Re: Patrol Names
Marc Solomon (msolomon@TEK1.TEKNIQ.COM)
Thu, 29 Feb 1996 14:31:22 -0600
At 06:02 PM 2/28/96 -0600, Rob R. Hathaway wrote:
>This is a tradition I carry forward from my youth, where incoming
>Patrol Leaders would award old patrol flags to outgoing Patrol
>Leaders in an informal meeting ceremony. As a youth, I was a
>member of the Panthers, the Raccoons, the Flaming Arrows,
>and lastly the Chiefs, still not very original.
I, personally, do not like your tradition. I was a member of the Buffalo
patrol for most of my years in Scouting and I was always proud to be a
Buffalo. The patrol had a history and a reputation to uphold. Our flags
(we remade it only once while I was in the patrol) was embellished with our
accomplishments (and also some of our more humorous failures). We passed
these stories on to those who entered the patrol so that they, too, can
share in the pride we took in being Buffaloes.
Renaming a patrol every year strips the patrol of its continuity. While,
nowadays, I see some troops that still have some amount of pride in the
troops history, I see almost no more patrol pride. Pride in a patrol helps
patrols work as a team. Since one of the major lessons Scouting taught me
was how to work in a team, I am upset by the lack of patrol pride I see
I guess this feeds into another pet annoyance of mine brought up by another
post on Scouts-L I read today. Someone wrote to ask if it was okay for the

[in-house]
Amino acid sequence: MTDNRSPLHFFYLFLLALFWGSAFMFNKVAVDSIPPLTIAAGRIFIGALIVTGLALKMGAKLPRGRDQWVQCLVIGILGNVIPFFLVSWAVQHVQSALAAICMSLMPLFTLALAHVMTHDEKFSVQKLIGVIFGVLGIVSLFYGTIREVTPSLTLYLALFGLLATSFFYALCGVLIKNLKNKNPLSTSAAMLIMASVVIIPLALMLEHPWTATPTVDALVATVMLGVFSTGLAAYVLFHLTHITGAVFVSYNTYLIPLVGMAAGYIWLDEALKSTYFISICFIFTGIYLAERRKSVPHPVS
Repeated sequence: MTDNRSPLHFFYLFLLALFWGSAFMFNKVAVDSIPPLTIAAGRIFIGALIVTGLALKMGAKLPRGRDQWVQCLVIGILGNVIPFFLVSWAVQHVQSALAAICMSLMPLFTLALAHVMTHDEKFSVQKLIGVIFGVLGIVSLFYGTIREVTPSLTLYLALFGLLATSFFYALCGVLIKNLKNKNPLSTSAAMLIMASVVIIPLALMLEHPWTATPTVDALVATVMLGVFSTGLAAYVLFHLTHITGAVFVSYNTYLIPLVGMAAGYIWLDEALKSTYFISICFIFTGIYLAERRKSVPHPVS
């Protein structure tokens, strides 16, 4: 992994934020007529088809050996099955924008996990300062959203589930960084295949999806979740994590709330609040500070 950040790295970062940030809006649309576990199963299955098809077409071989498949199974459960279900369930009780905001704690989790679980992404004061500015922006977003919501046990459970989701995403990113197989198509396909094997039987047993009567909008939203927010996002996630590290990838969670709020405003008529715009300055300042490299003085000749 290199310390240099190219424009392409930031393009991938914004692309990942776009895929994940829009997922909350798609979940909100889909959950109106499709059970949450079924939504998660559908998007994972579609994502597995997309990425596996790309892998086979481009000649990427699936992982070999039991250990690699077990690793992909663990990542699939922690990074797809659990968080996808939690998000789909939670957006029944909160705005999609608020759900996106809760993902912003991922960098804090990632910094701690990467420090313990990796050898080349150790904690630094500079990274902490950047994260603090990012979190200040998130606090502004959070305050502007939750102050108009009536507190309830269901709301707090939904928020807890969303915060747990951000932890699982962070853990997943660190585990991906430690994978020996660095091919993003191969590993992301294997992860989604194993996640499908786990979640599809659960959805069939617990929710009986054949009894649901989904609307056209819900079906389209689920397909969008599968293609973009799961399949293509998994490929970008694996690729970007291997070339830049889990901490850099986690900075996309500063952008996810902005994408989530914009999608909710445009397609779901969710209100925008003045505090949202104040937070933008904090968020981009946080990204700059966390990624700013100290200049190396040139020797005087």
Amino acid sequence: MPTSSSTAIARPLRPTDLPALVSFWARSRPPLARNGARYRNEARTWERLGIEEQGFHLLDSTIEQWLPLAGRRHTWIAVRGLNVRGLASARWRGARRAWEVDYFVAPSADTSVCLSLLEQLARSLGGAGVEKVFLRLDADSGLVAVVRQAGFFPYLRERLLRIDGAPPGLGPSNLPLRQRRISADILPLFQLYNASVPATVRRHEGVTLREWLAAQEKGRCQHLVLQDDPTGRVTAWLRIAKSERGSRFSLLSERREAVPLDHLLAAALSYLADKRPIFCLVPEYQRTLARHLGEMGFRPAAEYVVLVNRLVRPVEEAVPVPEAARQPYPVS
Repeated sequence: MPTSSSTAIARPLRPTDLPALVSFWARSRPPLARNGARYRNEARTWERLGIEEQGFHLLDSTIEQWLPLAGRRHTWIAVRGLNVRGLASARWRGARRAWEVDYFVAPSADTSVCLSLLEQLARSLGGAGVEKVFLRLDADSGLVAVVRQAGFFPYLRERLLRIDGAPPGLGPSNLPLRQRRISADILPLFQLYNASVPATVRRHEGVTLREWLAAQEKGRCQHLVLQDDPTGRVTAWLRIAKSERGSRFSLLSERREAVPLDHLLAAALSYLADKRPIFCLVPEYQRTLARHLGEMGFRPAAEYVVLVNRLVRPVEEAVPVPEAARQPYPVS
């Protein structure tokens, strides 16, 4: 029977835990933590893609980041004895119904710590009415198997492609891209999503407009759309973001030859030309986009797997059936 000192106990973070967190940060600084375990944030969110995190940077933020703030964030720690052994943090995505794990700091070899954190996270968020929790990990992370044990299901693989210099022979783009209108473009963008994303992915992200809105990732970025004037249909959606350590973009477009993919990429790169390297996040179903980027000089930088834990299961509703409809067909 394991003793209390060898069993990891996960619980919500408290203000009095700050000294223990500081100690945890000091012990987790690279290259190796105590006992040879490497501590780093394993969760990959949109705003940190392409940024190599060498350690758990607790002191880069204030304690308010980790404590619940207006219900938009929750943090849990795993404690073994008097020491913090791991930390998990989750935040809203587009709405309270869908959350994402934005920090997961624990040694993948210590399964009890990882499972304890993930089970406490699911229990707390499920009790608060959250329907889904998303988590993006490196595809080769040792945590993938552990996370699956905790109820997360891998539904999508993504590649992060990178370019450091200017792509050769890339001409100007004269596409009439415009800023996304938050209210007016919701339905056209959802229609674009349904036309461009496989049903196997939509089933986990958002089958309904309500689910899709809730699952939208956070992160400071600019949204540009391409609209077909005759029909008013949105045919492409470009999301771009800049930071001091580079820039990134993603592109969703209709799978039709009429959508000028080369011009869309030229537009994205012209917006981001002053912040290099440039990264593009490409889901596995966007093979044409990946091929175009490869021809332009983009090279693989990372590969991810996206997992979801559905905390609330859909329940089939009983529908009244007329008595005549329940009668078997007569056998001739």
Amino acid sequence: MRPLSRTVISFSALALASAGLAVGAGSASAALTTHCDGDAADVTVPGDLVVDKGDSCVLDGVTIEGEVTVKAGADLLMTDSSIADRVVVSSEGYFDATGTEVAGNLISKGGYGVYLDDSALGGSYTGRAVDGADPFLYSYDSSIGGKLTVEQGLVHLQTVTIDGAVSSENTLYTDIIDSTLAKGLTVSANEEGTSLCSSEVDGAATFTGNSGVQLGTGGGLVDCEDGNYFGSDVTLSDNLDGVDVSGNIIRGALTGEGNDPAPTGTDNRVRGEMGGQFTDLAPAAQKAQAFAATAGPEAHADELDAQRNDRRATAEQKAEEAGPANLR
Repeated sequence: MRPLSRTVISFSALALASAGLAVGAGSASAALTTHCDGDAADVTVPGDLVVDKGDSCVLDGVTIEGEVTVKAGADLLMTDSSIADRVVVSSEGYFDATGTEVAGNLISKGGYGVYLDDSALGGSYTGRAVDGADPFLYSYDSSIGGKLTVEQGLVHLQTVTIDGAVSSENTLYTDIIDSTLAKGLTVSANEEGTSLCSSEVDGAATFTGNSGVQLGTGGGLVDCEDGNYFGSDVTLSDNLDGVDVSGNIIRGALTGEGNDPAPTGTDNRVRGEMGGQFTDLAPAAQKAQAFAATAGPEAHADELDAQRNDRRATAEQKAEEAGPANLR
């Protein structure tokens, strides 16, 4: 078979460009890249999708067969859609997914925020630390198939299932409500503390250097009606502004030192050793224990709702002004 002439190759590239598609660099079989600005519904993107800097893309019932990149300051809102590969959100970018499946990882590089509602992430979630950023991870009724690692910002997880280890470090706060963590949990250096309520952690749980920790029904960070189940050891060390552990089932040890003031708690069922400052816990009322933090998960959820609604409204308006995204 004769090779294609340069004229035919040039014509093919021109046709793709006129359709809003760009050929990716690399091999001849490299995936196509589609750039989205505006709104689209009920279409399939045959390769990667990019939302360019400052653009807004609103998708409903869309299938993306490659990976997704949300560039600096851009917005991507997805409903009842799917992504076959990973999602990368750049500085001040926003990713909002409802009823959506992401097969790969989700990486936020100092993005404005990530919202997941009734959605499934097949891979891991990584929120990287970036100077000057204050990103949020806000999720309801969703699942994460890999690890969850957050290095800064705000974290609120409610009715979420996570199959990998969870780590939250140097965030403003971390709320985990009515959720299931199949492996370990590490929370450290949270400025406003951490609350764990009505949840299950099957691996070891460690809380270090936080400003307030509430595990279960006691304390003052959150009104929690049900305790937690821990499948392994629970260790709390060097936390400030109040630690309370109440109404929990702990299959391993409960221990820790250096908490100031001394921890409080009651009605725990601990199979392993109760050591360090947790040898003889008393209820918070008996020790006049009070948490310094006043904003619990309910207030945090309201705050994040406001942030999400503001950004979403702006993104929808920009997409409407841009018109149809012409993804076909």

new Scout patrol NOT to be disbanded after its very successful first year.
While I belive that if that is what the Scouts want, let them have it, I
also believe that patrols should include Scouts of different ages. This
prevents the stratification of patrols and increases the average capability
and enthusiasm of every patrol.
I have never been thrilled with the whole New Scout Patrol program. The
main reason for that is that I learned most from my patrol leader and the
more experienced Scouts in my patrol than I did from anyone else in
Scouting. I believe that today's Scouts are deprived of learning about
teaching skills due to the fact that the older Scouts are not involved (as
much) in teaching the newer Scouts. I see more and more troops where the
only ones who sign off on advancement are Scouters and not other Scouts (as
when I was a Scout).
It might seem that I have gone off on a tangent, but the point I am trying
to make though this lengthy dissertation is that we need to get back to the
basic unit of Boy Scouting being a patrol not a troop! There are many
lessons that Scouts can learn from participating in a troop made up of
strong patrols instead of a troop made up of strong Scouters.
Marc W. Solomon Unit Commissioner
firstname.lastname@example.org Sycamore District
email@example.com Blackhawk Council, IL
I use to be a wise old owl . . . Now I am just old
Terry Howerton Sakima Group, Inc. SCOUTER Magazine Kansas City